Judicial Retention: Utah’s Forgotten Elections

Judicial Retention: Utah's Forgotten Elections
The Utah Constitution requires judges, who are originally appointed, to stand for regular retention elections.

Folks, for those of you (like me) who haven’t yet voted, either because you want to stick it out to the bitter end or you just like going to the polls on election day, let me raise an important issue that gets almost no publicity — judicial retention.

In Utah, our judges are appointed to their positions.  But to remain in their positions, they must be re-elected in periodic, unopposed retention elections.

It’s in the Utah Constitution:

Article VIII, Section 9.   [Judicial retention elections.]
Each appointee to a court of record shall be subject to an unopposed retention election at the first general election held more than three years after appointment. Following initial voter approval, each Supreme Court justice every tenth year, and each judge of other courts of record every sixth year, shall be subject to an unopposed retention election at the corresponding general election. Judicial retention elections shall be held on a nonpartisan ballot in a manner provided by statute. If geographic divisions are provided for any court of record, the judges of those courts shall stand for retention election only in the geographic division to which they are selected.

If you’ve voted before, you’ve probably seen the questions on the ballot: “Should Judge X be retained?”  At which point you probably thought to yourself something like, “Crap, I’ve never even heard of Judge X and there’s not even a party affiliation for me to go by,” and then either: “Throw them all out,” or, “I’ll just vote yes.”

I offer it as my personal opinion that retention elections are a bad idea.  I much prefer the federal model of life tenure subject to impeachment.  By and large the judges that we have in our state do a fine job.  There are some that are exceptional.  But regardless of whether a judge is exceptional, or less than so, it is not helpful to a judge’s work to be concerned about retention when making rulings.  Judges have it hard enough, and no judge should be thrown out just for getting a ruling wrong, or, heaven forbid, getting an unpopular ruling right.  Remember, every decision that a judge makes alienates someone, or some large, influential public interest group.  Often, decisions alienate everyone involved.  And retention elections invite punishment for a judge just doing the job we sent him or her to do.  A judge who abuses his or her office is more likely to be punished via impeachment than through a retention election.  The retention mechanism is unnecessary and invites problems.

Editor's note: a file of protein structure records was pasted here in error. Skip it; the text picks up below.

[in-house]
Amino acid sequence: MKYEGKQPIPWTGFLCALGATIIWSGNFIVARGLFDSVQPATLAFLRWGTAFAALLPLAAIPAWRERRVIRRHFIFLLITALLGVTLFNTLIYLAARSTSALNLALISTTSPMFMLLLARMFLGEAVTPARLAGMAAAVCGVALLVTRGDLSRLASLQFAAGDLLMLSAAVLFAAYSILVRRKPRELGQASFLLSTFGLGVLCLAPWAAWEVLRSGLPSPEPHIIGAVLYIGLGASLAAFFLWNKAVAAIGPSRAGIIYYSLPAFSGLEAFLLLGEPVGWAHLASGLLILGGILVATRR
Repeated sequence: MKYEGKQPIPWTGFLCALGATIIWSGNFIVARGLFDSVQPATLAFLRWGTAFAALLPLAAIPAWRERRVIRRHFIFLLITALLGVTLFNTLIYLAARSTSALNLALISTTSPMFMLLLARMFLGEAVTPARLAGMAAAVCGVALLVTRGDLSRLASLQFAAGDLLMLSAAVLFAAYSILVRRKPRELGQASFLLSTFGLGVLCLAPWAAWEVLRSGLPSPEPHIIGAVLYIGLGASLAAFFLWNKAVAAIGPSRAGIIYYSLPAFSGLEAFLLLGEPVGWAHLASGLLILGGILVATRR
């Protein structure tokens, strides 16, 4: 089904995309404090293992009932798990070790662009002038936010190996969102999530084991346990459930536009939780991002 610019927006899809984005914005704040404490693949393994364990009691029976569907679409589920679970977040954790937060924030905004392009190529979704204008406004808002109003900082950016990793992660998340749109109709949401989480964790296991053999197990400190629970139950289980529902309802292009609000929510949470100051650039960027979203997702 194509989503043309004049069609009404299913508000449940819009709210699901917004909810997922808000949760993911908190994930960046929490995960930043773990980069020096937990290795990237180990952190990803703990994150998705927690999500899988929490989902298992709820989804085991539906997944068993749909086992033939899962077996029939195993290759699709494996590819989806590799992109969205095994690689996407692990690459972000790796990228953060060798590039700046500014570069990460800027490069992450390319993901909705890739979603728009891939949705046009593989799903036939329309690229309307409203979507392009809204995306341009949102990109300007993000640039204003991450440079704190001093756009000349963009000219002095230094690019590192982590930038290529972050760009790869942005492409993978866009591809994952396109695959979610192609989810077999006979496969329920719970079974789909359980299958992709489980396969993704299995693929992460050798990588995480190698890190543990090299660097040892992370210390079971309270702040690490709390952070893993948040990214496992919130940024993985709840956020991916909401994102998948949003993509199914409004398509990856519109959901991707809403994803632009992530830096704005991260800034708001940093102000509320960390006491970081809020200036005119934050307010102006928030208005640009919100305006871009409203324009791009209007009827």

To those who would say “throw them all out, every time,” I really don’t know what to say to you.  If you believe that the best thing for Utah’s judicial system is the regular destruction of institutional memory and indiscriminate punishment for public service . . . well, we probably just don’t have much to say to each other.

Commentary and unsolicited opinion aside, we have these elections in Utah and their continuation is mandated by our Constitution.  So, we should at least try to do this all intelligently, right?

In an effort to try and provide voters some basis for casting their retention votes, Utah has created a Judicial Performance Evaluation Commission, which “rates” judges on the basis of interview questionnaires filled out by attorneys and litigants.  You can access the information at http://judges.utah.gov.

Take some time to read through it before heading out to vote.  Try to gather information on judges however you can, remembering to consider the source.  And, in my opinion, if you feel like you still lack any basis on which to decide, vote to retain or just don’t vote on the retention question at all.

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